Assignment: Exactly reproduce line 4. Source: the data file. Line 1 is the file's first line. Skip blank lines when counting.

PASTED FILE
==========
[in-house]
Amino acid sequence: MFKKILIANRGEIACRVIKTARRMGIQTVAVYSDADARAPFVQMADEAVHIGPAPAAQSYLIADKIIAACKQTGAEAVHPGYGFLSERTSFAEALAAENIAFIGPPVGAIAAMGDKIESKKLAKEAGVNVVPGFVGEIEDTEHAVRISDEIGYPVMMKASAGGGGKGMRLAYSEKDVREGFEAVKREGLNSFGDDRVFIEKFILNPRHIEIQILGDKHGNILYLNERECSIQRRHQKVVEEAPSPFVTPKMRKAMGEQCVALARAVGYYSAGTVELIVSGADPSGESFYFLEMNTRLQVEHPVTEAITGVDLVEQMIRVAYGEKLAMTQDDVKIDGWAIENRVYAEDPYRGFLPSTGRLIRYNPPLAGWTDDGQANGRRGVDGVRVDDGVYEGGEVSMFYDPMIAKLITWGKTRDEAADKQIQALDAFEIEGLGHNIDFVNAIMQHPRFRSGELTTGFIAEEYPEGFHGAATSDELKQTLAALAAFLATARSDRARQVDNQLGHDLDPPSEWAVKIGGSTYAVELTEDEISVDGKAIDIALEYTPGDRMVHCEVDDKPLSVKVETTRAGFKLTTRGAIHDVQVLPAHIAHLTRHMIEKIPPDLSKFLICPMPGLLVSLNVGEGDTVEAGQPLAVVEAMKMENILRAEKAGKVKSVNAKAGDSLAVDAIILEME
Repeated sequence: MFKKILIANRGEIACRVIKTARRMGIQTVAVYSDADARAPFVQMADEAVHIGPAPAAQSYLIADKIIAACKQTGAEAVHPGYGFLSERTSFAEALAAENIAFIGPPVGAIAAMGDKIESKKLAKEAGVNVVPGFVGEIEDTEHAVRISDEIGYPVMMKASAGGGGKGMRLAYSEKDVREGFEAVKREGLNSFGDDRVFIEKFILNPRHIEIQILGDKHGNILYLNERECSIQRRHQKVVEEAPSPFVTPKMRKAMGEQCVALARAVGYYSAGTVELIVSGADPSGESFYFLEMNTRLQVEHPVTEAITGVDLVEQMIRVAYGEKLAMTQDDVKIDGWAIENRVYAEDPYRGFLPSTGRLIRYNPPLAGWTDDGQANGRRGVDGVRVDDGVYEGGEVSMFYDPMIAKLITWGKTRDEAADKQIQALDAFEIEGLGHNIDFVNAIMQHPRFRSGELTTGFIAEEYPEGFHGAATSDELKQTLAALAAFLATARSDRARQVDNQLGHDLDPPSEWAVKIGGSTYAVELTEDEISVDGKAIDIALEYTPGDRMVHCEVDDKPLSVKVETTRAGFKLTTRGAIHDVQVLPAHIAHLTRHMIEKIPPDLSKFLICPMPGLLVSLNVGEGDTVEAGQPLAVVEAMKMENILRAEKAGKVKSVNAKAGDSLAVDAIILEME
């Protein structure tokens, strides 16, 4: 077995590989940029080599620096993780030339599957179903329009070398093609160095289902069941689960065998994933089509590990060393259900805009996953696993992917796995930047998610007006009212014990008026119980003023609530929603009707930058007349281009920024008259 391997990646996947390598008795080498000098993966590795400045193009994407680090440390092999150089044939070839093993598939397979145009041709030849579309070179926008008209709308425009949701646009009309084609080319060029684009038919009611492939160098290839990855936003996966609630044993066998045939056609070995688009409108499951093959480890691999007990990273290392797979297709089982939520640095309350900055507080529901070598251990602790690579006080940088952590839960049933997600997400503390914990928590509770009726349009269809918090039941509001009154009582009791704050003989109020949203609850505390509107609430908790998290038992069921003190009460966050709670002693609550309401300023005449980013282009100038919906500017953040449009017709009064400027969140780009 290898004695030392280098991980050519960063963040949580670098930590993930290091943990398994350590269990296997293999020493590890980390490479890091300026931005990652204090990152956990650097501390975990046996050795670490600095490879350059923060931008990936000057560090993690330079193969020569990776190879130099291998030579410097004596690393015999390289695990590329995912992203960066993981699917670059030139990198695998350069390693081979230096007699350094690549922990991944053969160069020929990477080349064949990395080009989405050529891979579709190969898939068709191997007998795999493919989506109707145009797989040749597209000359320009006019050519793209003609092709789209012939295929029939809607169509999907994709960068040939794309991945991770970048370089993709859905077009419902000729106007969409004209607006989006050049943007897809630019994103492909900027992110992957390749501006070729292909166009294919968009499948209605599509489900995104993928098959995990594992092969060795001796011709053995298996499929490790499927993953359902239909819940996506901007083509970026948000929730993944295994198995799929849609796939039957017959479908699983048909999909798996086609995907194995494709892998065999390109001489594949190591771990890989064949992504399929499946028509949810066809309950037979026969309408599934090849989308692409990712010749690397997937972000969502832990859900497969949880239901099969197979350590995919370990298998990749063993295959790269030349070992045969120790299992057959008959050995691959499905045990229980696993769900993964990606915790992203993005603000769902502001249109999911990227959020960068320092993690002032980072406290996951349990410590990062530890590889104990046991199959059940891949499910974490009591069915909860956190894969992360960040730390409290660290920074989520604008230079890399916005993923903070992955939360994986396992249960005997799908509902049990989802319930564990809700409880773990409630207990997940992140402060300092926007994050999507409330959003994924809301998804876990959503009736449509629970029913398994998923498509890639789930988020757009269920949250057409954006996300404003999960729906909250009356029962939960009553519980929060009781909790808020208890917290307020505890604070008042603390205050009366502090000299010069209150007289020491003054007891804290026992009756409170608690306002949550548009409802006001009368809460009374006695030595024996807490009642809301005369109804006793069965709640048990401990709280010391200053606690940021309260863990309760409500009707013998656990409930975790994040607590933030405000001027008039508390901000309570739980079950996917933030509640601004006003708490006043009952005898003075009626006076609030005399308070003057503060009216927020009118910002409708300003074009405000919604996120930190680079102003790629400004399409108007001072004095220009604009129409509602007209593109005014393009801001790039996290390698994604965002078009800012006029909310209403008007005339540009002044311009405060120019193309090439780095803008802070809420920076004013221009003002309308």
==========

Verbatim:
């Protein structure tokens, strides 16, 4: 077995590989940029080599620096993780030339599957179903329009070398093609160095289902069941689960065998994933089509590990060393259900805009996953696993992917796995930047998610007006009212014990008026119980003023609530929603009707930058007349281009920024008259 391997990646996947390598008795080498000098993966590795400045193009994407680090440390092999150089044939070839093993598939397979145009041709030849579309070179926008008209709308425009949701646009009309084609080319060029684009038919009611492939160098290839990855936003996966609630044993066998045939056609070995688009409108499951093959480890691999007990990273290392797979297709089982939520640095309350900055507080529901070598251990602790690579006080940088952590839960049933997600997400503390914990928590509770009726349009269809918090039941509001009154009582009791704050003989109020949203609850505390509107609430908790998290038992069921003190009460966050709670002693609550309401300023005449980013282009100038919906500017953040449009017709009064400027969140780009 290898004695030392280098991980050519960063963040949580670098930590993930290091943990398994350590269990296997293999020493590890980390490479890091300026931005990652204090990152956990650097501390975990046996050795670490600095490879350059923060931008990936000057560090993690330079193969020569990776190879130099291998030579410097004596690393015999390289695990590329995912992203960066993981699917670059030139990198695998350069390693081979230096007699350094690549922990991944053969160069020929990477080349064949990395080009989405050529891979579709190969898939068709191997007998795999493919989506109707145009797989040749597209000359320009006019050519793209003609092709789209012939295929029939809607169509999907994709960068040939794309991945991770970048370089993709859905077009419902000729106007969409004209607006989006050049943007897809630019994103492909900027992110992957390749501006070729292909166009294919968009499948209605599509489900995104993928098959995990594992092969060795001796011709053995298996499929490790499927993953359902239909819940996506901007083509970026948000929730993944295994198995799929849609796939039957017959479908699983048909999909798996086609995907194995494709892998065999390109001489594949190591771990890989064949992504399929499946028509949810066809309950037979026969309408599934090849989308692409990712010749690397997937972000969502832990859900497969949880239901099969197979350590995919370990298998990749063993295959790269030349070992045969120790299992057959008959050995691959499905045990229980696993769900993964990606915790992203993005603000769902502001249109999911990227959020960068320092993690002032980072406290996951349990410590990062530890590889104990046991199959059940891949499910974490009591069915909860956190894969992360960040730390409290660290920074989520604008230079890399916005993923903070992955939360994986396992249960005997799908509902049990989802319930564990809700409880773990409630207990997940992140402060300092926007994050999507409330959003994924809301998804876990959503009736449509629970029913398994998923498509890639789930988020757009269920949250057409954006996300404003999960729906909250009356029962939960009553519980929060009781909790808020208890917290307020505890604070008042603390205050009366502090000299010069209150007289020491003054007891804290026992009756409170608690306002949550548009409802006001009368809460009374006695030595024996807490009642809301005369109804006793069965709640048990401990709280010391200053606690940021309260863990309760409500009707013998656990409930975790994040607590933030405000001027008039508390901000309570739980079950996917933030509640601004006003708490006043009952005898003075009626006076609030005399308070003057503060009216927020009118910002409708300003074009405000919604996120930190680079102003790629400004399409108007001072004095220009604009129409509602007209593109005014393009801001790039996290390698994604965002078009800012006029909310209403008007005339540009002044311009405060120019193309090439780095803008802070809420920076004013221009003002309308």